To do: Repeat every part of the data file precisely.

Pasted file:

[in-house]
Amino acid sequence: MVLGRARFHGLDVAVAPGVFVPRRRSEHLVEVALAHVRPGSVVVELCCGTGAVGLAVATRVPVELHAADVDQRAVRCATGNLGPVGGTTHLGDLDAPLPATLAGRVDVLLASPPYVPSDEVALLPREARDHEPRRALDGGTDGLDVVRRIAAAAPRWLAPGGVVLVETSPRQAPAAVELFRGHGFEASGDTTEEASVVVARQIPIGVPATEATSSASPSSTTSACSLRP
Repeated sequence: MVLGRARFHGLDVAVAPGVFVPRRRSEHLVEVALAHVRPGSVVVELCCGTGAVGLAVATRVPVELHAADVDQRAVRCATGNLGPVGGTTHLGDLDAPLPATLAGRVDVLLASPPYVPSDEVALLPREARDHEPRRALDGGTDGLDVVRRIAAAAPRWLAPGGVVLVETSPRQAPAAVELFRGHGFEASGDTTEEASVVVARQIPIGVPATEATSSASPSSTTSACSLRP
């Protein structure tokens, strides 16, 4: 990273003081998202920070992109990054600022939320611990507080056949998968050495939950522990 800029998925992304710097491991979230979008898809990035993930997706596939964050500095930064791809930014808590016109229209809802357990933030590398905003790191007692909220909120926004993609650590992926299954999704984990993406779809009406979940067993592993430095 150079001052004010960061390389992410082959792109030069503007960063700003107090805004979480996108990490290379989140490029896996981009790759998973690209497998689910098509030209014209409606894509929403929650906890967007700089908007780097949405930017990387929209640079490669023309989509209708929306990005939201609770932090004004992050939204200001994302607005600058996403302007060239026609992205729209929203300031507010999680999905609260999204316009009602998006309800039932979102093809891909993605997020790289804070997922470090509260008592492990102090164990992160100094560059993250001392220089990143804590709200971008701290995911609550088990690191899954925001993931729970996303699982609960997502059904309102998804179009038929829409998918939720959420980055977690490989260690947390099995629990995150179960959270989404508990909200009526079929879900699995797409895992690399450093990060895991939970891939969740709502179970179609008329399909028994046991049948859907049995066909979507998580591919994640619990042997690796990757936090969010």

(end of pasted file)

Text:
[in-house]
Amino acid sequence: MVLGRARFHGLDVAVAPGVFVPRRRSEHLVEVALAHVRPGSVVVELCCGTGAVGLAVATRVPVELHAADVDQRAVRCATGNLGPVGGTTHLGDLDAPLPATLAGRVDVLLASPPYVPSDEVALLPREARDHEPRRALDGGTDGLDVVRRIAAAAPRWLAPGGVVLVETSPRQAPAAVELFRGHGFEASGDTTEEASVVVARQIPIGVPATEATSSASPSSTTSACSLRP
Repeated sequence: MVLGRARFHGLDVAVAPGVFVPRRRSEHLVEVALAHVRPGSVVVELCCGTGAVGLAVATRVPVELHAADVDQRAVRCATGNLGPVGGTTHLGDLDAPLPATLAGRVDVLLASPPYVPSDEVALLPREARDHEPRRALDGGTDGLDVVRRIAAAAPRWLAPGGVVLVETSPRQAPAAVELFRGHGFEASGDTTEEASVVVARQIPIGVPATEATSSASPSSTTSACSLRP
């Protein structure tokens, strides 16, 4: 990273003081998202920070992109990054600022939320611990507080056949998968050495939950522990 800029998925992304710097491991979230979008898809990035993930997706596939964050500095930064791809930014808590016109229209809802357990933030590398905003790191007692909220909120926004993609650590992926299954999704984990993406779809009406979940067993592993430095 150079001052004010960061390389992410082959792109030069503007960063700003107090805004979480996108990490290379989140490029896996981009790759998973690209497998689910098509030209014209409606894509929403929650906890967007700089908007780097949405930017990387929209640079490669023309989509209708929306990005939201609770932090004004992050939204200001994302607005600058996403302007060239026609992205729209929203300031507010999680999905609260999204316009009602998006309800039932979102093809891909993605997020790289804070997922470090509260008592492990102090164990992160100094560059993250001392220089990143804590709200971008701290995911609550088990690191899954925001993931729970996303699982609960997502059904309102998804179009038929829409998918939720959420980055977690490989260690947390099995629990995150179960959270989404508990909200009526079929879900699995797409895992690399450093990060895991939970891939969740709502179970179609008329399909028994046991049948859907049995066909979507998580591919994640619990042997690796990757936090969010």